“Athiest Pastor” Not Disciplined

This is technically old news (it’s from March), but I hadn’t heard about it before, and it’s worth the heads up. Klaas Hendrikse, a Dutch Protestant pastor, wrote a book in 2007 called “Believing in a God who does not exist: manifesto of an atheist pastor”. Yet he remains a pastor in good standing with the Protestant Church in the Netherlands, a strange Lutheran/Reformed hybrid-church. Here’s the church’s reaction to finding out the pastor was an atheist:

The church authorities said disciplinary proceedings against Hendrikse, who is a pastor of the Protestant Church in the Netherlands, would be likely to lead to, “a protracted discussion about the meanings of words that in the end will produce little clarity”. The letter also noted that people have debated the issue of “God’s existence” throughout time.

I guess you need to save church discipline for those really important situations, like when a minister rejects… well, what exactly? And while it’s true that God’s existence has been hotly debated for as long as human history can recall, I distinctly recall the Church having, you know, taken a side in the debate previously. It seems that neither party in this dispute has the guts to take a side. Klaas Hendrikse goes and writes a book evangelizing for the gospel of No Gospel, while drawing a salary from a church which still (nominally, at least) believes in the Gospel. So he’s making money on Jesus’ existence (from his job) and non-existence (from his book) at the same time. I think even Judas would have to admire the man’s financial acumen. The regional authorities of the Protestant Church in the Netherlands, on the other hand, don’t want to take sides in the “God does/does not exist” debate, because that’s sort of a religious dispute, and hey, religion is personal, right?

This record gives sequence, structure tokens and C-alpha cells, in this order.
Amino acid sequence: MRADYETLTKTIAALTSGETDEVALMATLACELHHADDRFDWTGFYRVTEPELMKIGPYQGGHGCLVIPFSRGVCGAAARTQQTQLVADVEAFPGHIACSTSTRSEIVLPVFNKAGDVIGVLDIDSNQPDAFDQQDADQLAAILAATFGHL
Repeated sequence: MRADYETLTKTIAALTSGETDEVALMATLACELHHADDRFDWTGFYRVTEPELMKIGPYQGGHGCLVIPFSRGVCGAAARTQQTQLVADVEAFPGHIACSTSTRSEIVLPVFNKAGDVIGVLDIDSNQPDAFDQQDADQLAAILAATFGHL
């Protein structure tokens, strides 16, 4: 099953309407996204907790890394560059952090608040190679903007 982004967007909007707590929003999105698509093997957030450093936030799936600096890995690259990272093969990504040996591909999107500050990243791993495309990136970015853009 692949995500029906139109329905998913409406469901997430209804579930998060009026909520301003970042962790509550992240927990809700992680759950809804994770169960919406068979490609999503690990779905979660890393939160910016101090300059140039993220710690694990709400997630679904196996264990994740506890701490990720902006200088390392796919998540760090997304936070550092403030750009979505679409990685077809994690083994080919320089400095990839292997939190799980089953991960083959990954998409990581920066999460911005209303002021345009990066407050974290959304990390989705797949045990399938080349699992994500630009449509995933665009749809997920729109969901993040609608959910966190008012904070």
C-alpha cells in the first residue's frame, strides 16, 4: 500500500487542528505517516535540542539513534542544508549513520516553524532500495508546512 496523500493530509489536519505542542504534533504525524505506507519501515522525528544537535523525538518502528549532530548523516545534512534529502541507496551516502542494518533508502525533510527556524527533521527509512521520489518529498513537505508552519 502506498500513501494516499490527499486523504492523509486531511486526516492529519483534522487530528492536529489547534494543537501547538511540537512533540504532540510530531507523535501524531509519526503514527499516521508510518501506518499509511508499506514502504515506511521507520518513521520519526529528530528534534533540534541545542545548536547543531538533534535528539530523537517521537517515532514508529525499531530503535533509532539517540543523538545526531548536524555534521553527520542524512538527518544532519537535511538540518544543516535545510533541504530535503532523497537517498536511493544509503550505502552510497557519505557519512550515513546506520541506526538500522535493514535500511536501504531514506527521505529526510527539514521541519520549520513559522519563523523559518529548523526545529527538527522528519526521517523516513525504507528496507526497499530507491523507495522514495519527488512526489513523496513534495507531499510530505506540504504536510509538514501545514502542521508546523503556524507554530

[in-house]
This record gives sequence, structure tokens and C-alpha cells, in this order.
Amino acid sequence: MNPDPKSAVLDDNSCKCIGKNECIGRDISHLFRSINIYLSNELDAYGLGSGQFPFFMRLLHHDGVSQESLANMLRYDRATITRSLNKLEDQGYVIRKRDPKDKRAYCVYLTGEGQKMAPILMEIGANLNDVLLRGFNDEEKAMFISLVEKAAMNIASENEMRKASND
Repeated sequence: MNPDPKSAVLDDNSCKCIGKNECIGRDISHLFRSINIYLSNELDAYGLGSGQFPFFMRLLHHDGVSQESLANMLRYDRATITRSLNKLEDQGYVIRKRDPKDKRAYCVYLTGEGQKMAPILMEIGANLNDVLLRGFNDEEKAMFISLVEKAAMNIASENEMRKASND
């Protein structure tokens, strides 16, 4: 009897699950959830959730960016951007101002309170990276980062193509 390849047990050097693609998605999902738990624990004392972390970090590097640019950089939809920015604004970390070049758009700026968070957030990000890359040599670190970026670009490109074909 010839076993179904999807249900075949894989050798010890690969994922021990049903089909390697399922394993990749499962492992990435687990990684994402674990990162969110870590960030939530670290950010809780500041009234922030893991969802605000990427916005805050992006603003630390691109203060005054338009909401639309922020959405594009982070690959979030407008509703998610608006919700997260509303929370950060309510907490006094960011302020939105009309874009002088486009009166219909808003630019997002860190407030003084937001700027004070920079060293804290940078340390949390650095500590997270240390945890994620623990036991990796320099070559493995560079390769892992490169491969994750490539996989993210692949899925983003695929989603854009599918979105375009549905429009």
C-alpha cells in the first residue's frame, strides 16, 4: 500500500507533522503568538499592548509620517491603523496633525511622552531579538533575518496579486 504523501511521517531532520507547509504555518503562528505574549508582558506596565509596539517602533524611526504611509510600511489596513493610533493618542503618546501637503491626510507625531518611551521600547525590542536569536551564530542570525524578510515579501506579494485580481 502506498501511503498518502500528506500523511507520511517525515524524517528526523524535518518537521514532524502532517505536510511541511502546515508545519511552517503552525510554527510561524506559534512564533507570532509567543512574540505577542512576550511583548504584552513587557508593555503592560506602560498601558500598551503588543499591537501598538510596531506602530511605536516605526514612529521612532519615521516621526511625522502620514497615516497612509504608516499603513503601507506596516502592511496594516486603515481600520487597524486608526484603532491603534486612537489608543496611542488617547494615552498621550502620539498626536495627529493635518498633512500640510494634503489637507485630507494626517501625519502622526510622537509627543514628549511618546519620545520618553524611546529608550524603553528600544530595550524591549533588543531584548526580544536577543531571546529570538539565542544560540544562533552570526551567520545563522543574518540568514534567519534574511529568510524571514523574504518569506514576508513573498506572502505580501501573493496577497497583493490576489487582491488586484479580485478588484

Is it any wonder when these two forces of double-mindedness meet that it leads to “a protracted discussion about the meanings of words that in the end will produce little clarity”?

As Catholics, we’ve lately (the last generation or two) had our share of “Gospel minus God” types who want to use the Church as an instrument to advance their financial objectives or political agendas, or who try and turn the Mass into a social gathering so that they can feel like they have a lot of friends. But this was shocking even compared to our recent history.

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